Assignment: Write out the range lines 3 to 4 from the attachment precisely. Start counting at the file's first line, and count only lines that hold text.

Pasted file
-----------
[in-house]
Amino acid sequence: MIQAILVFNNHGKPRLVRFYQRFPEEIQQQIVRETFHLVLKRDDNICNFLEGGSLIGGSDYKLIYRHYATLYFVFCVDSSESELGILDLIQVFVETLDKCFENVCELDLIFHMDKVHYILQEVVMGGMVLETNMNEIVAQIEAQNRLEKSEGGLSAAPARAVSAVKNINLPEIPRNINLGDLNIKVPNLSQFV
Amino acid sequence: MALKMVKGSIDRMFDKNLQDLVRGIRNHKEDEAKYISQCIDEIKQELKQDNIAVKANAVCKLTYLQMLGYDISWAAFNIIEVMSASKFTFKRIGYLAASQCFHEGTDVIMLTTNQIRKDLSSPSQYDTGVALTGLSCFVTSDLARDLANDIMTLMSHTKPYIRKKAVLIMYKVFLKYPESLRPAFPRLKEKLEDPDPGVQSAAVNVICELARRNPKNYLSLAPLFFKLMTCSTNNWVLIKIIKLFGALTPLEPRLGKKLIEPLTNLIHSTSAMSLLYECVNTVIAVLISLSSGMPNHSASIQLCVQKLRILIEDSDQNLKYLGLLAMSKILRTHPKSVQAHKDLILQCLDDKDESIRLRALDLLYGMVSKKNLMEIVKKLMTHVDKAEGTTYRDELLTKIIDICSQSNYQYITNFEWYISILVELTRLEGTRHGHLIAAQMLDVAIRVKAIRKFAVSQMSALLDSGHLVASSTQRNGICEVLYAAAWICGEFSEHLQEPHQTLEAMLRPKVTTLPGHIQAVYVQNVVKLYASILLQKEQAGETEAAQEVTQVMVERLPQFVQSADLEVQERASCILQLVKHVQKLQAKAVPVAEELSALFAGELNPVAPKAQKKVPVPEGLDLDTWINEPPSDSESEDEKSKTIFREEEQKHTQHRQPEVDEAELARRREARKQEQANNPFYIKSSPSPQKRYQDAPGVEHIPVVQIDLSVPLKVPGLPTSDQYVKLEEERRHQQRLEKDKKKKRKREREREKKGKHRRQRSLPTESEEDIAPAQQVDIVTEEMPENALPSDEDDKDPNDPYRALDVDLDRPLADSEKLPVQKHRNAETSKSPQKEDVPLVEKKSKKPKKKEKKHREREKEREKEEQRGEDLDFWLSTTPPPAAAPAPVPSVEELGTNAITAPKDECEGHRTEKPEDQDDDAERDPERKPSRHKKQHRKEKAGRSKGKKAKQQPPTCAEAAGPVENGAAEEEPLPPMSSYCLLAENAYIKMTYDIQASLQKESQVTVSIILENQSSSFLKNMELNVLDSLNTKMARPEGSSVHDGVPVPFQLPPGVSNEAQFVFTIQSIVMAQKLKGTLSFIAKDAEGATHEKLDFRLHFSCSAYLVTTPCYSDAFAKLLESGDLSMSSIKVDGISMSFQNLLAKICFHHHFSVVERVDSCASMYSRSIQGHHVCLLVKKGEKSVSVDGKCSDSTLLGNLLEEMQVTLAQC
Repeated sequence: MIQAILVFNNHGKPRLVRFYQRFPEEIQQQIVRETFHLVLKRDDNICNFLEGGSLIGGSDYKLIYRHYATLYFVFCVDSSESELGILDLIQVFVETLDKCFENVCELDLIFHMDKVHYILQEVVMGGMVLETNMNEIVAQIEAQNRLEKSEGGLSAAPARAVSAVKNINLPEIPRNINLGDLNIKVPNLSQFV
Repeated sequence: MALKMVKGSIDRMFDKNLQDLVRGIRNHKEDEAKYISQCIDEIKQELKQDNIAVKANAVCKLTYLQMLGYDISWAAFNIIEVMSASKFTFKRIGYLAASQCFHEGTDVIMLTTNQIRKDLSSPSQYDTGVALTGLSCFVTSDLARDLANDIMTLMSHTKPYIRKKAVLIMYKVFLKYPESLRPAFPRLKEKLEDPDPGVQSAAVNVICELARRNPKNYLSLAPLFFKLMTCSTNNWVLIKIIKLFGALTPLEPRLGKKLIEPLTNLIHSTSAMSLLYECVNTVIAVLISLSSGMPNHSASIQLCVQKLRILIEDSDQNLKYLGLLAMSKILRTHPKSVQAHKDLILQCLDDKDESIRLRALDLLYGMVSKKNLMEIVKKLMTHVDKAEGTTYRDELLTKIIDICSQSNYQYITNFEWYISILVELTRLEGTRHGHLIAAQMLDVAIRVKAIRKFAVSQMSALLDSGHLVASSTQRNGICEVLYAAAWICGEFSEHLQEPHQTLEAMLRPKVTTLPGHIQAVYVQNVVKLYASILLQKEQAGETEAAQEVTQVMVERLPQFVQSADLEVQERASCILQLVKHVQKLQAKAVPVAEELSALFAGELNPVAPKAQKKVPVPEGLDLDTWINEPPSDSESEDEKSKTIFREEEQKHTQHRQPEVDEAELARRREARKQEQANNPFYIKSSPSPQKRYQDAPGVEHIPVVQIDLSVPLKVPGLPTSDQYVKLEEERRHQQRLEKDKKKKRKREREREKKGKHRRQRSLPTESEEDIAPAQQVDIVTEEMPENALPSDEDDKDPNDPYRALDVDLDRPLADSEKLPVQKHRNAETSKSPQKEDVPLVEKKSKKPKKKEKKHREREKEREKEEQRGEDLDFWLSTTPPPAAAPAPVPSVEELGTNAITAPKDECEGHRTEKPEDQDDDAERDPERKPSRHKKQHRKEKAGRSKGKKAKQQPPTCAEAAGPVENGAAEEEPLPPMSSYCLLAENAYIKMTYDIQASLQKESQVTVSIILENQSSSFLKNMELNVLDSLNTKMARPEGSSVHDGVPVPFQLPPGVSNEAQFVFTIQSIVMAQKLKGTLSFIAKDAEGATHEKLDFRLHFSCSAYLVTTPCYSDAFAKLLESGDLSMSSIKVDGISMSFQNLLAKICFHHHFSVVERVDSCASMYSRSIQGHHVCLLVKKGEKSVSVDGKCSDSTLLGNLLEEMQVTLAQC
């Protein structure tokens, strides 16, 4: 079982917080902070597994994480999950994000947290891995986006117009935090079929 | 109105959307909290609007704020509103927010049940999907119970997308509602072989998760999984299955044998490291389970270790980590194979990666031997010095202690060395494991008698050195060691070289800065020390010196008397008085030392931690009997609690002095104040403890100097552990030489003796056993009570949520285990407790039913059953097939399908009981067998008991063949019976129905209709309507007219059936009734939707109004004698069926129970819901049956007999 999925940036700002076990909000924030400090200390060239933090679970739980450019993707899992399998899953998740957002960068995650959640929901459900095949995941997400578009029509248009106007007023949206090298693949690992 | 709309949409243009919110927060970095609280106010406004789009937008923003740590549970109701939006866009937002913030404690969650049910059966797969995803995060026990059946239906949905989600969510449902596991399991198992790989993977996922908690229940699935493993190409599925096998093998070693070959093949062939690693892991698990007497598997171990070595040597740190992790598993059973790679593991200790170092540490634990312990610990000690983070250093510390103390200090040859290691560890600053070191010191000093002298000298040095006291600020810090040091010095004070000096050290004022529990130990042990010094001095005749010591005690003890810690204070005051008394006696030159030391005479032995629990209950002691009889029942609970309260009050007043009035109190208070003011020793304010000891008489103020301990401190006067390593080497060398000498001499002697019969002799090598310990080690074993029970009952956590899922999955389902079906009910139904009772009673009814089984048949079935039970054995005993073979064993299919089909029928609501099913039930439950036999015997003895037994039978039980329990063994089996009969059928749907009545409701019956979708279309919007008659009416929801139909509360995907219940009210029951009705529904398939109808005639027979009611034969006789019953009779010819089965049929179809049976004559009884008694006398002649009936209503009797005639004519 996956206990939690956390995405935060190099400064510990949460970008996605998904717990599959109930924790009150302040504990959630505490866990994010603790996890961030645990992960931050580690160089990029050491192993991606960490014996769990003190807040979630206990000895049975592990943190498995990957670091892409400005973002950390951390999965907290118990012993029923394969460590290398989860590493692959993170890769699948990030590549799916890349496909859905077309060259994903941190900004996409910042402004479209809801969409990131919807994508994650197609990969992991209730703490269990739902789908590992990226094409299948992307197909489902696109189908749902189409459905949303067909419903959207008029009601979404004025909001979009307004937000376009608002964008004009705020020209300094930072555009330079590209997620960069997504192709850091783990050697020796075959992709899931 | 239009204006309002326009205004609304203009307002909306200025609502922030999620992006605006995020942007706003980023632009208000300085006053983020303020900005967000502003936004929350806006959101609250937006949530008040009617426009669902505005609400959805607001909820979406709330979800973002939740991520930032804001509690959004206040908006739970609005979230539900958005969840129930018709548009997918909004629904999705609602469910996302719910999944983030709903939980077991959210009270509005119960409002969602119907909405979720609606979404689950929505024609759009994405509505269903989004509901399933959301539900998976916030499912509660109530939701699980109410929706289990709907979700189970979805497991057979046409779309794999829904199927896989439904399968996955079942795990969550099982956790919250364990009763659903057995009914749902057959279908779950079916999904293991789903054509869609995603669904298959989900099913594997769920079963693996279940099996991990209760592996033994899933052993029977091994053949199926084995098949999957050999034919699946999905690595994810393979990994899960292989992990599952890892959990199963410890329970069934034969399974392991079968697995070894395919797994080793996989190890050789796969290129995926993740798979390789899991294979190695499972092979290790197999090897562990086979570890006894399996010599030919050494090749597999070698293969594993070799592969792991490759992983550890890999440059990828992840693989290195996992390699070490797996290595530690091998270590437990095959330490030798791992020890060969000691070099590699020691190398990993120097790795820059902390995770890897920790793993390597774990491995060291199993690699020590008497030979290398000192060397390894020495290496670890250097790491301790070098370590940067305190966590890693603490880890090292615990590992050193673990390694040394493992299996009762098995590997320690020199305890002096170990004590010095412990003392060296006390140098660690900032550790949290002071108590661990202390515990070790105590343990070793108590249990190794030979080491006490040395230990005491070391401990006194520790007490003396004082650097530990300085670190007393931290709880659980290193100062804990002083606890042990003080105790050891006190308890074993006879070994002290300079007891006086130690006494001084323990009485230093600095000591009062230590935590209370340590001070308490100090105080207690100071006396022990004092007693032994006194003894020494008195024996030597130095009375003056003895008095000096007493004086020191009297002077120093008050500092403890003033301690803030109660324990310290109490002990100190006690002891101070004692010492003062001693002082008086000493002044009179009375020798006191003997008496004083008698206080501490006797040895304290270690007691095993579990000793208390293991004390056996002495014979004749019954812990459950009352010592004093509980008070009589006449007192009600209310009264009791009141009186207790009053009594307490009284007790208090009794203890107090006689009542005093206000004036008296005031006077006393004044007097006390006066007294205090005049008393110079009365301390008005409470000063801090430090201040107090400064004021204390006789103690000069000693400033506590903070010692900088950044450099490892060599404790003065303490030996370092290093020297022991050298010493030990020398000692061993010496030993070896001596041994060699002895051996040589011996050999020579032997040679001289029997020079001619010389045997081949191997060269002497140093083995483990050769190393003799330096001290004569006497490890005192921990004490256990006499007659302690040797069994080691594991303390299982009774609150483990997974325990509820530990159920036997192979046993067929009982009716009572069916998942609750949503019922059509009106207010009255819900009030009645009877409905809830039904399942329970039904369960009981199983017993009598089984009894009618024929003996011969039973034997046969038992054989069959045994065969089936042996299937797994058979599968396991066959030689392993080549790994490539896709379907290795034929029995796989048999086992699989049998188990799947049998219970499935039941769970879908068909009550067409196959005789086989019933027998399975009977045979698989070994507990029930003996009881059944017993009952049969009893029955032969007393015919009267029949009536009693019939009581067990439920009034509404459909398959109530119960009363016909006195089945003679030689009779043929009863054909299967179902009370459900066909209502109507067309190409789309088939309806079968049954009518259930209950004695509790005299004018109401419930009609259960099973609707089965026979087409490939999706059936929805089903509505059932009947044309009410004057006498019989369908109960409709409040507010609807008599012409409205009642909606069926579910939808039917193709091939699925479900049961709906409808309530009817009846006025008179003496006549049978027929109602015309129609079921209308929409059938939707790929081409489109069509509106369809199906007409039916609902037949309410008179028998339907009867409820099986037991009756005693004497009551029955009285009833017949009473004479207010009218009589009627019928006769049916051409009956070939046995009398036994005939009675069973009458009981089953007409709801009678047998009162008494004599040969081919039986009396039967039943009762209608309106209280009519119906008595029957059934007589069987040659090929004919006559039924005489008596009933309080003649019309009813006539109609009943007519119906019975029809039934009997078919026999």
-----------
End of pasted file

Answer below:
Amino acid sequence: MALKMVKGSIDRMFDKNLQDLVRGIRNHKEDEAKYISQCIDEIKQELKQDNIAVKANAVCKLTYLQMLGYDISWAAFNIIEVMSASKFTFKRIGYLAASQCFHEGTDVIMLTTNQIRKDLSSPSQYDTGVALTGLSCFVTSDLARDLANDIMTLMSHTKPYIRKKAVLIMYKVFLKYPESLRPAFPRLKEKLEDPDPGVQSAAVNVICELARRNPKNYLSLAPLFFKLMTCSTNNWVLIKIIKLFGALTPLEPRLGKKLIEPLTNLIHSTSAMSLLYECVNTVIAVLISLSSGMPNHSASIQLCVQKLRILIEDSDQNLKYLGLLAMSKILRTHPKSVQAHKDLILQCLDDKDESIRLRALDLLYGMVSKKNLMEIVKKLMTHVDKAEGTTYRDELLTKIIDICSQSNYQYITNFEWYISILVELTRLEGTRHGHLIAAQMLDVAIRVKAIRKFAVSQMSALLDSGHLVASSTQRNGICEVLYAAAWICGEFSEHLQEPHQTLEAMLRPKVTTLPGHIQAVYVQNVVKLYASILLQKEQAGETEAAQEVTQVMVERLPQFVQSADLEVQERASCILQLVKHVQKLQAKAVPVAEELSALFAGELNPVAPKAQKKVPVPEGLDLDTWINEPPSDSESEDEKSKTIFREEEQKHTQHRQPEVDEAELARRREARKQEQANNPFYIKSSPSPQKRYQDAPGVEHIPVVQIDLSVPLKVPGLPTSDQYVKLEEERRHQQRLEKDKKKKRKREREREKKGKHRRQRSLPTESEEDIAPAQQVDIVTEEMPENALPSDEDDKDPNDPYRALDVDLDRPLADSEKLPVQKHRNAETSKSPQKEDVPLVEKKSKKPKKKEKKHREREKEREKEEQRGEDLDFWLSTTPPPAAAPAPVPSVEELGTNAITAPKDECEGHRTEKPEDQDDDAERDPERKPSRHKKQHRKEKAGRSKGKKAKQQPPTCAEAAGPVENGAAEEEPLPPMSSYCLLAENAYIKMTYDIQASLQKESQVTVSIILENQSSSFLKNMELNVLDSLNTKMARPEGSSVHDGVPVPFQLPPGVSNEAQFVFTIQSIVMAQKLKGTLSFIAKDAEGATHEKLDFRLHFSCSAYLVTTPCYSDAFAKLLESGDLSMSSIKVDGISMSFQNLLAKICFHHHFSVVERVDSCASMYSRSIQGHHVCLLVKKGEKSVSVDGKCSDSTLLGNLLEEMQVTLAQC
Repeated sequence: MIQAILVFNNHGKPRLVRFYQRFPEEIQQQIVRETFHLVLKRDDNICNFLEGGSLIGGSDYKLIYRHYATLYFVFCVDSSESELGILDLIQVFVETLDKCFENVCELDLIFHMDKVHYILQEVVMGGMVLETNMNEIVAQIEAQNRLEKSEGGLSAAPARAVSAVKNINLPEIPRNINLGDLNIKVPNLSQFV